Of course, what you gain in weight savings, you sacrifice in comfort. This tent is much better as a roomy one person than a true 2P. It tapers dramatically from floor to ceiling in a way that really limits shoulder room. However, if you are about covering miles more than living in your tent, you can't go wrong with this lightweight budget beauty.
Read review: Big Agnes C Bar 2
Why You Should Trust Us
Our expert panel spends a lot of nights on trail and we know the value of a good budget tent. Our lead reviewer, Ben Applebaum-Bauch has been camping for 25 years. Spending his first nights under the stars in a classic Eureka A-frame, his knowledge of budget Zzzs has only increased from there. He got his professional start in the outdoor industry purchasing and maintaining gear, including a fleet of hundreds of tents. He later became a trip guide, leading multi-week backpacking, cycling, and canoeing trips throughout northern New England and maritime Canada, toting tents with him the whole way. He has hiked and re-hiked the Appalachian Trail's 100-mile wilderness, as well as hundreds of more miles of the AT. He has also completed thru-hikes of the Pacific Crest, Long, Oregon Coast, and Colorado trails. Now having spent hundreds of nights in at least 5 dozen different tent models, he knows how to spot a high-value budget tent.
We test our budget tents much the same way that we test the models in our backpacking tent review. We start by researching what is on the market, sifting through dozens of options to select the most promising for hands-on testing. Then we take them to the trail. We assess each model based on a handful of metrics: comfort, ease of set up, weather resistance, durability, and weight/packed size.
Related Article: How We Test
Analysis and Test Results
We have divided up our assessment of each budget tent into five rating metrics: comfort, ease of setup, weather resistance, durability, and weight and packed size. Below, we define each one and share our favorites in each metric according to how the tents scored in our testing. One important note is that our metrics are weighted. For example, comfort is worth 25% of the overall score while ease of set up is worth 10%. With that in mind, as you make your purchasing decisions, consider which factors are most important to you and weigh them accordingly.
This review is all about finding value. However, even amongst the group there are a few standouts that represent exceptional value. Value is not just about price point though. It's not a metric that goes to to the overall score of a product but we recognize that it is an important part of most purchasing decisions. When we talk about value in this review, we are comparing a tent's price to its overall score. Models with higher scores and lower prices will have greater value than those with lower scores and higher prices. We think that the REI Passage 2, The North Face Stormbreak 2, and the bargain basement REI Camp Dome 2 each offer more than what you pay for.
There are a handful of factors that go into comfort for us. Comfort is the amount of space we have to sleep (especially when there is another person in the tent with us). It is the availability of headroom when we eat (again, sitting up side-by-side with another person). It is the convenience of storage space, the ease with which we get in and out, and dozens of other details. In short, it is the sum of all of the features of a tent that make it better to live in.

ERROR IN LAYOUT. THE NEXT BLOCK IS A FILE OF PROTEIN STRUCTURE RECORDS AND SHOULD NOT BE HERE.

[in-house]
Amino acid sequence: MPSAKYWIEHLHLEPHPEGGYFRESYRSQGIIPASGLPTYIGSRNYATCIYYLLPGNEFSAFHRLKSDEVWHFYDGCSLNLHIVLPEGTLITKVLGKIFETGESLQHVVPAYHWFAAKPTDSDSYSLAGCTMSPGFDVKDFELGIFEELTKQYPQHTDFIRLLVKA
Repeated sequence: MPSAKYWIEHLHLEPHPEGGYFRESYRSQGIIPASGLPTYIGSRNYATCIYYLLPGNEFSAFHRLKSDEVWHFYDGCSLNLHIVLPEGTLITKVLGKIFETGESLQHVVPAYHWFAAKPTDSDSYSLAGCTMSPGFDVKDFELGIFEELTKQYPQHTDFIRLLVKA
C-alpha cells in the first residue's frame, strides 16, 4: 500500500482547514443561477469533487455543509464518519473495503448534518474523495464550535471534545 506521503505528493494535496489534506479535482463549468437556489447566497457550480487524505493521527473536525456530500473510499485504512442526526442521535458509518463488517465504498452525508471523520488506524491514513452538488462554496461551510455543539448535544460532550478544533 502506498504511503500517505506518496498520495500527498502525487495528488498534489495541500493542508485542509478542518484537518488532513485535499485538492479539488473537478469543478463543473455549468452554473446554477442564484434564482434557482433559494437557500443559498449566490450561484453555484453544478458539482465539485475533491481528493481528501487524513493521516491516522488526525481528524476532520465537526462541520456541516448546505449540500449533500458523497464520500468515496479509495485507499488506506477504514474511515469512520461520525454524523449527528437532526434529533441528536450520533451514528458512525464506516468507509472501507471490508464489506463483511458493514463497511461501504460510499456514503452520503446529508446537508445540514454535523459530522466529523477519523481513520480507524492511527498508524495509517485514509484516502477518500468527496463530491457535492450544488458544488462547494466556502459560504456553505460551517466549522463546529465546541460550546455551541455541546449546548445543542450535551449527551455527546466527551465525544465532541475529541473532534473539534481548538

From our hands-on testing, we learned that the MountainSmith Morrison 2 and The North Face Stormbreak 2 are the most comfortable in the fleet. Both offer two large side doors and generous headroom. The included gear lofts are also a nice touch that increases these models' livability. The REI Passage 2 and Marmot Catalyst 2 also offer exceptional comfort, though we found that these models don't quite make the same use of their dimensions as the top scorers. We found in general that models with single doors (and single vestibules), either at the head or just one side made for a more challenging entry/exit. The Big Agnes C Bar is very tight around shoulder height and the Sierra Designs Clip Flashlight 2 really had our taller testers ducking down just to sit up.
Ease of Setup
We like tents that are easy to set up. Here we mean that in terms of the amount of time it takes and how intuitive it is to pitch a tent.
Though most freestanding tents follow the same basic setup sequence, some offer slight advantages. We found that the The North Face Stormbreak 2 and REI Passage 2 are the easiest to pitch. The former has a structure made of a basic X-pole design plus two cross poles expand headroom, the latter just has a basic X-pole design. Close behind are the REI Camp Dome 2, Big Agnes C Bar 2 and Eureka Suma 2. They are each also fairly straightforward but take just a little more time to pitch. For example, the fly on the REI Camp Dome 2 has a set of bulky grommets (as opposed to clips) that need to attach to the end of the poles in the same way the body of the tent does, which just makes for a slightly clunkier set up. Tents in the bottom half of this metric were trickier because the fly geometry is more difficult to tension correctly or have a unique setup (as is the case with the Slumberjack Nightfall 2, or both (as with the Sierra Designs Clip Flashlight 2).
We include the obvious factors of precipitation and wind. Assessing how well each model stands up to storms and gusts. Another, maybe less obvious consideration is interior ventilation. When you sleep in a waterproof tent, that also means that the moisture in the air and the moisture in your breath can't escape as easily and often condense on the underside of your rain fly. Though there are ways to mitigate this by paying attention to campsite selection , tent and fly design can also play an important role.